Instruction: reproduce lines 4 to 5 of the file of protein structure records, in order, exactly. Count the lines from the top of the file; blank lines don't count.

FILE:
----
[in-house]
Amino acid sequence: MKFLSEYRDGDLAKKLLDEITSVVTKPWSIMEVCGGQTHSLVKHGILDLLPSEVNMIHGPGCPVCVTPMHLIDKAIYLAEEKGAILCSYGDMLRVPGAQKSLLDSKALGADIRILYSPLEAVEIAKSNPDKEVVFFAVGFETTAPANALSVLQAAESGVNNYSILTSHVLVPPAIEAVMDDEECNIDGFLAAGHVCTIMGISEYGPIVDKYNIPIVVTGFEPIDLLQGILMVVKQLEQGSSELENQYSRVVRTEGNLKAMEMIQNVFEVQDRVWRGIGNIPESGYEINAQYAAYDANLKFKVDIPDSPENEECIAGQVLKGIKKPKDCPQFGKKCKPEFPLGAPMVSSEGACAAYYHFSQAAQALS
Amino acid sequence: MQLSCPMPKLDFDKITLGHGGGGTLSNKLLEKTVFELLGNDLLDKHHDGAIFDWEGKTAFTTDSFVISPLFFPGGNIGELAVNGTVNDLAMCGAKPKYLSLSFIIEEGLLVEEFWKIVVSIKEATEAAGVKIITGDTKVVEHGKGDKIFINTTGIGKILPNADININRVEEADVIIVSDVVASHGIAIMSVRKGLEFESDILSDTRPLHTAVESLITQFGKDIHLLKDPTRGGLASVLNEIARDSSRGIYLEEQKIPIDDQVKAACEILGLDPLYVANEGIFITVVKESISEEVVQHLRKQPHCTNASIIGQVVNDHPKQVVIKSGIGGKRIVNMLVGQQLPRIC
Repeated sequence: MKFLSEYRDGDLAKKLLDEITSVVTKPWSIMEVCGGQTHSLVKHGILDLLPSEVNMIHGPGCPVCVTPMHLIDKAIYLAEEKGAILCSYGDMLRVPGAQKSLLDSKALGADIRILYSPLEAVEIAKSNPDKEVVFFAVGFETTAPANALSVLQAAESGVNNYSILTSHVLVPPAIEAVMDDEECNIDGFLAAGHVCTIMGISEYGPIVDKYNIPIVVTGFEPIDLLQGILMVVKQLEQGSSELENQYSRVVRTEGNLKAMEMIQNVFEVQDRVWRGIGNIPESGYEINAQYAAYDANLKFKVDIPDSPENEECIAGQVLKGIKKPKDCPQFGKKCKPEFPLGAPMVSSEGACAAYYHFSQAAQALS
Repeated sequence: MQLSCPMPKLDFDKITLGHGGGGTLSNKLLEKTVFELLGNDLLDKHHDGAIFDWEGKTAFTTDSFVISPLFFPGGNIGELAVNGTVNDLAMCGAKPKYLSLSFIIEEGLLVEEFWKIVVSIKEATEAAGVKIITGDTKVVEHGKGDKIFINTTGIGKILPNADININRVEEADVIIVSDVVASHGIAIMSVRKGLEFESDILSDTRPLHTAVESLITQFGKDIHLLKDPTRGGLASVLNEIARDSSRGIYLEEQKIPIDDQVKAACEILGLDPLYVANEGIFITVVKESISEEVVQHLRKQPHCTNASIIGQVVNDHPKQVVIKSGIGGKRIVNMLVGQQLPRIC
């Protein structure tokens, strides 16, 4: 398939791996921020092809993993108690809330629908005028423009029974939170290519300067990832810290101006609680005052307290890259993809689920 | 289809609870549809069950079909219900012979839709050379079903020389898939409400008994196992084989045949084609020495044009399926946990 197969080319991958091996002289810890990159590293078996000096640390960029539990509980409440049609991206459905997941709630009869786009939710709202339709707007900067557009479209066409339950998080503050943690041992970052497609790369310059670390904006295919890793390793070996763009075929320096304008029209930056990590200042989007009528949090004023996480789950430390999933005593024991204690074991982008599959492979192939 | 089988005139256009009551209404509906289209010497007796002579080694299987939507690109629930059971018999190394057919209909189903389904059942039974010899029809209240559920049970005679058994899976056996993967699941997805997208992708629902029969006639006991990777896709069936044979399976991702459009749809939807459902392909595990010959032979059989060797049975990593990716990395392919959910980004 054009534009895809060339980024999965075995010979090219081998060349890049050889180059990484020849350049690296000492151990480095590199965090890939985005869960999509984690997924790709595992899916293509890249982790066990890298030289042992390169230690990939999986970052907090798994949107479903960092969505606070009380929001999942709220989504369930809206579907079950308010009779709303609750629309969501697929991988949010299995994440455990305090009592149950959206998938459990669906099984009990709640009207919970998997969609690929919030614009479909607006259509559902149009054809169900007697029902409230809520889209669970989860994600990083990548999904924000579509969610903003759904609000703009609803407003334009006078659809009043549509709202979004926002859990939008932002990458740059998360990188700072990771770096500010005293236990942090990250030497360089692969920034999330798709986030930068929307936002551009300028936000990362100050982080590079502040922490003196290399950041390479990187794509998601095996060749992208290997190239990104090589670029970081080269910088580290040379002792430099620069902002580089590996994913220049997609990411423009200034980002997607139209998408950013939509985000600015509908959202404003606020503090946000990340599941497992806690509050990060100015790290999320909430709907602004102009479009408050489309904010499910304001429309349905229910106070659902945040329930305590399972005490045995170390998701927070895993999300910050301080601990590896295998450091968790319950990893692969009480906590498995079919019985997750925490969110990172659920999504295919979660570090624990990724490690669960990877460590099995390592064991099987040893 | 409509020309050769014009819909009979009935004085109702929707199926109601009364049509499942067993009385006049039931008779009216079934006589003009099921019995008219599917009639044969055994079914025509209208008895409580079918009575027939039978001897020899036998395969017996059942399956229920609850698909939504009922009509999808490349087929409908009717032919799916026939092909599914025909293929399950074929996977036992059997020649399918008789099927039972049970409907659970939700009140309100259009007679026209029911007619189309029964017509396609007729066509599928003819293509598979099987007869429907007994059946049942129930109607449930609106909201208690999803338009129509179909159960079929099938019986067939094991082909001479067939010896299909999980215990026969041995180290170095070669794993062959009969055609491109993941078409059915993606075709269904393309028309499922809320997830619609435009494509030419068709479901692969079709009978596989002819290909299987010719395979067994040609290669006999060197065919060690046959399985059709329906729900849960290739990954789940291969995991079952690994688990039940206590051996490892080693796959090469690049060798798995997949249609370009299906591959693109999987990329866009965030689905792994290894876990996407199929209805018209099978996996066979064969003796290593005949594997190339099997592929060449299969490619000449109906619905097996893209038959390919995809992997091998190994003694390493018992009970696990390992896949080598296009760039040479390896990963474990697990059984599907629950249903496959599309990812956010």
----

Repeated sequence: MKFLSEYRDGDLAKKLLDEITSVVTKPWSIMEVCGGQTHSLVKHGILDLLPSEVNMIHGPGCPVCVTPMHLIDKAIYLAEEKGAILCSYGDMLRVPGAQKSLLDSKALGADIRILYSPLEAVEIAKSNPDKEVVFFAVGFETTAPANALSVLQAAESGVNNYSILTSHVLVPPAIEAVMDDEECNIDGFLAAGHVCTIMGISEYGPIVDKYNIPIVVTGFEPIDLLQGILMVVKQLEQGSSELENQYSRVVRTEGNLKAMEMIQNVFEVQDRVWRGIGNIPESGYEINAQYAAYDANLKFKVDIPDSPENEECIAGQVLKGIKKPKDCPQFGKKCKPEFPLGAPMVSSEGACAAYYHFSQAAQALS
Repeated sequence: MQLSCPMPKLDFDKITLGHGGGGTLSNKLLEKTVFELLGNDLLDKHHDGAIFDWEGKTAFTTDSFVISPLFFPGGNIGELAVNGTVNDLAMCGAKPKYLSLSFIIEEGLLVEEFWKIVVSIKEATEAAGVKIITGDTKVVEHGKGDKIFINTTGIGKILPNADININRVEEADVIIVSDVVASHGIAIMSVRKGLEFESDILSDTRPLHTAVESLITQFGKDIHLLKDPTRGGLASVLNEIARDSSRGIYLEEQKIPIDDQVKAACEILGLDPLYVANEGIFITVVKESISEEVVQHLRKQPHCTNASIIGQVVNDHPKQVVIKSGIGGKRIVNMLVGQQLPRIC